Six stages of a pandemic
It feels surreal that our way of life changed so drastically in so many ways in just 12 months. As Tuesday marked the Day of Reflection in the UK, I couldn’t help but reflect on the stages we individually and collectively went through from the moment coronavirus appeared on our radar till now.
“Surely, it’s just like the flu!” I must admit, three weeks into January 2020 I did utter these words, or similar, while mocking a colleague who admitted to feeling stressed out about the situation in China. At the time, we, the “sensible” ones all thought people were panicking over nothing. No wonder they say ignorance is bliss.
As opposed to stages of grief, shock was what we felt soon after denial. As we were told to pack up and go home to work from home for the foreseeable future and guidelines were being introduced on how we can interact with friends and loved ones, we were baffled by the great exodus home from offices and city centre. There was still a layer of denial, as wrongly, most of us assumed, things would all go back to normal in three weeks’ time and there was really no point in packing that extra monitor or the office plant in the boot of the car. That was incidentally around the time the rumours started spreading about ‘a friend’s daughter who works at the BBC who was told not to expect to return to work till the end of June.’ Perhaps they meant June 2021 all along!
It all kicked off, of all places, in the toilet roll aisle of the local supermarket as the reality of the situation began dawning on us. And it never truly went away either. In the last year, we all dipped in and out of anger coming to terms with being locked indoors, losing loved ones or livelihoods, not being able to hug family and friends like we used to. Little did we know the loo roll wars of March 2020 was just a sign of things to come as lockdown after lockdown chipped away at nerves and the community spirit of the earlier days soon gave way to an ‘every man for themselves’ attitude.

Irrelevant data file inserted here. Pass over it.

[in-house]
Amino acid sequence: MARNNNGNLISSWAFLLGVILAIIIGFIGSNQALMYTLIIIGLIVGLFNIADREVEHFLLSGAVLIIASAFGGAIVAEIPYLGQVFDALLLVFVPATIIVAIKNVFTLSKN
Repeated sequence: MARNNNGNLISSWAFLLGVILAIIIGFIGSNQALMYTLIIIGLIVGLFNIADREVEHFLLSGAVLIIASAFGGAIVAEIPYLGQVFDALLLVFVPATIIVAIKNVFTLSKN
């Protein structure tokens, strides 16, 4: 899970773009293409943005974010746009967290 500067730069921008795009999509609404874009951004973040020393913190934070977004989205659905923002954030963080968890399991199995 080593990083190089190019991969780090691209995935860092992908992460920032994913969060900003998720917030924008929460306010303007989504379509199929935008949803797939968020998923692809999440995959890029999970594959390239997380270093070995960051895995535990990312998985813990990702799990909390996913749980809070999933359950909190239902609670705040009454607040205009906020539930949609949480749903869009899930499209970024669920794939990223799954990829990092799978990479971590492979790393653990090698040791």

Perhaps self-betterment is a form of bargaining. In the sense that one feels if they are on their best behaviour, life might just give them a break. Many thought they could use the time freed up by redundancy or lack of social entertainment as an opportunity for self-development.
Midway into the first lockdown most were comparing their lockdown accomplishments: picking up crochet, learning sign language, baking bread, taking up early morning jogs. By the time the second lockdown came around, we were still all too exhausted from the endeavours of the first that all we could do was hunker down.
Doubtless, the final stretch has been the longest for many. What at first was a novelty soon lost its lustre. Even for those of us who cherished the once-in-a-lifetime opportunity of working from home and flexible working which has become the norm rather than a privilege, the working week has become a chain of Groundhog’s Day, any many remote workers have reportedly said they can’t wait to go back to the office.
For others who were out of jobs, unemployment compounded with uncertainly has led to poor mental health.
We may have arrived at this stage quite recently, and perhaps thanks to the fact that, with vaccination efforts in full force, there is finally some hope that we can emerge into a new form of normality. Whatever it may be, no one’s quite sure yet. With insights from the WHO and epidemiology experts, we have even come to accept that we may have to live with Covid-19 for some time to come.
It is surreal to think that a lot has changed over the last year, and we have moved through the stages of lockdown in a very similar manner to one would through the stages of grief. And perhaps, not much has changed.
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